I’m taking another tag from Paperfury. this time, though, it’s a book tag…involving dessert. Yes, there is a tag out there with two of my favorite things, food and books. She stole it from Instagram, specifically the #bookstagram tag.
Chocolate Cake: a dark book you loved
I’m having a hard time with this one since most of my favorite books are dark. The Gregor the Overlander series by Suzanne Collins (yes, that one, of Hunger Games fame) is one of my absolute favorite children’s series. I can’t forget about Jeff VanderMeer’s Area X series, though, which is spine-chilling and eye-crossing all at the same time. If you’re into fanfiction, I would even consider The Westminster Care Home For Troubled Children a fantastic novel-length work that I’m pretty sure gave me an identity crisis and is hands-down the best writing of an unhealthy relationship I’ve read.
Vanilla Cake: a light read
Like I said, cute and light books aren’t really my thing. However, I’ve read a few books that I think qualify and I’d generally recommend. The first would be Science Fair by Ridley and Pearson. It’s a middle school-level novel that is equal parts fart jokes and ridiculously stupid, but it’s hilarious and an easy read. Fan Art by Sarah Tregay is also a favorite for a YA romance that doesn’t get too intense (it’s also gay, which is just a bonus).
Red Velvet: a book that gave you mixed emotions
I get this–I love red velvet cake (read: cream cheese frosting) with all of my heart, but it’s too rich and makes me feel ill. If you’re a history nerd or baker who doesn’t get sick eating red-velvety goodness, there’s this recipe for red velvet cake without food coloring, the way they used to make it in the good ole’ days. On to actual books: I’m not sure how I feel about Conjured by Sarah Beth Durst. I want to like it; it has all the elements of a book that I’d love and her other book, Chasing Power, was great. But it took me three tries to actually finish (the first seventy-five pages are just confusing) and I closed the back cover thinking to myself, “What even happened?”
Cheesecake: a book you would recommend to anyone
I’m not sure if there is one book that I would solidly recommend to anybody. If there was, it would probably be either The Good Earth by Pearl S. Buck or Watership Down by Richard Adams. They’re both not-so-intimidating classics that are both important and entertaining, and both have incredibly good writing. In the end, though, I think book recs are probably best kept quite personal, especially since a lot of people don’t read terribly widely.
Coffee Cake: a book you started but never finished
Paradise fucking Lost. Honestly, I don’t give a shit about how incredibly awesome John Milton was. His entire epic poem reeks like something crawled up his ass and died. It is the most pretentious, hyper-religious, alternate-history-that-doesn’t-think-it’s-alternate-history that I’ve met. I read the parts of the first and second books and I hated it. I have solid reading comprehension, and none of it made sense. Even the parts that theoretically made sense didn’t make sense as part of a whole (or compared to the Bible). It was shit. I hated it. Sorry for that rant, but I think the world should be warned about just how much that book (poem? novel?) sucks.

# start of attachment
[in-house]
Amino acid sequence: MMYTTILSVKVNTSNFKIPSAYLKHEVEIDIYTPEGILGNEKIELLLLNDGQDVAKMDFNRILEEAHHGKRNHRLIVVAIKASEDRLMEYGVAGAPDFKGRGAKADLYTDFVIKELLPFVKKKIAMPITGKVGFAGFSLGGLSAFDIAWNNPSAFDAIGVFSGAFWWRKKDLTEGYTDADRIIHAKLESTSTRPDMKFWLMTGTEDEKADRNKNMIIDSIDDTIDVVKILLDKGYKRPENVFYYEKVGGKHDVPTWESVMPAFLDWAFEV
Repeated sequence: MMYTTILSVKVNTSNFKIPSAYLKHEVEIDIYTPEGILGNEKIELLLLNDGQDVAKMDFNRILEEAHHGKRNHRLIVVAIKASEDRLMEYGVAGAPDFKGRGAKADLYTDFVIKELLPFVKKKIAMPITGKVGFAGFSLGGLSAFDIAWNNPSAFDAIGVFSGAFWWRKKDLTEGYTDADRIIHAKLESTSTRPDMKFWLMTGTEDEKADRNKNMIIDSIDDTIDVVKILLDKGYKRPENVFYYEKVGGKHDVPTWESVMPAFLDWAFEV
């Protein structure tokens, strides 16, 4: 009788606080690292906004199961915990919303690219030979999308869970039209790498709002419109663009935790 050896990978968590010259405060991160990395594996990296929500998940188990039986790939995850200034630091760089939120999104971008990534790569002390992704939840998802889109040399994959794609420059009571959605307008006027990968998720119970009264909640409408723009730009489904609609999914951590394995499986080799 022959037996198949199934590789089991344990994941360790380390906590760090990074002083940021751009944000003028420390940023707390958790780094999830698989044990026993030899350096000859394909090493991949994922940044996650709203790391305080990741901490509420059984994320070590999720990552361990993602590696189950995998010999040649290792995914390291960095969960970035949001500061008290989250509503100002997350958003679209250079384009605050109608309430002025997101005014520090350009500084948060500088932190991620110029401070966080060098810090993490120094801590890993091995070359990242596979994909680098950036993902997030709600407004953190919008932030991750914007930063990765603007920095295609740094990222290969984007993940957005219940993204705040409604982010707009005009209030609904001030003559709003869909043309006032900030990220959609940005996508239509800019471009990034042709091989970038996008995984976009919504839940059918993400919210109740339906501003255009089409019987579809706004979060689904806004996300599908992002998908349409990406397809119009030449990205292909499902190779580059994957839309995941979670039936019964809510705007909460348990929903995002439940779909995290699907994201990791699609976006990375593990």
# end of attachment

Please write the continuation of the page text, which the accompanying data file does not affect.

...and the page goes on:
Carrot Cake: a book with awesome writing
Half of the books I love are just because I happen to like their author’s writing style, so this could get long, but I’m going to exercise some self-restraint and pick one author. I love, love, love Ruta Sepetys’s books, especially Salt to the Sea. They are incredible and incredibly well-researched historical fiction novels, and I have yet to figure out her weakness (I don’t think she has one, honestly, other than the fact that she doesn’t have enough books out). Her writing style is great and fits the books so well, and she handles intense historical situations with so much grace and respect. Even if you don’t normally read historical fiction, you should absolutely check at least one of her books out.
Tiramisu: a book that left you wanting more
Confession: I have book hangovers. When I finish a book, I just want more of that book. I don’t want to read something else, I just want to read a continuation of the book I finished. It goes away, but the better the book is, the longer it takes for me to get over the hangover. The longest one I’ve experienced (yet) was probably Brandon Mull’s Fablehaven series.
Cupcakes: a series with four or more books
Douglas Adams’ Hitchhiker’s Guide to the Galaxy is one of my favorite series (though I love pretty much all of his writing). It’s technically a trilogy, but it has five books, so I’m pretty sure that’s okay to put for this section (ha, book tag police, you won’t catch me!).
Fruit Cake: a book that wasn’t what you expected
I have heavily mixed feelings about Veronica Roth’s Divergent series, especially Allegiant. I wanted to like the series, at least a bit, since it seemed like it was a pretty standard dystopia-and-adventure YA novel with a romantic subplot thrown in for good measure, but several things kept throwing me off. First, in the copy I own, the spacing on the pages was huge and made me feel like I was reading a double-spaced, Times New Roman school assignment. More significantly, it just felt contrived, with bland writing, and the ending came out of nowhere. So it went from good-enough YA to “what even happened?” by the end of the last book.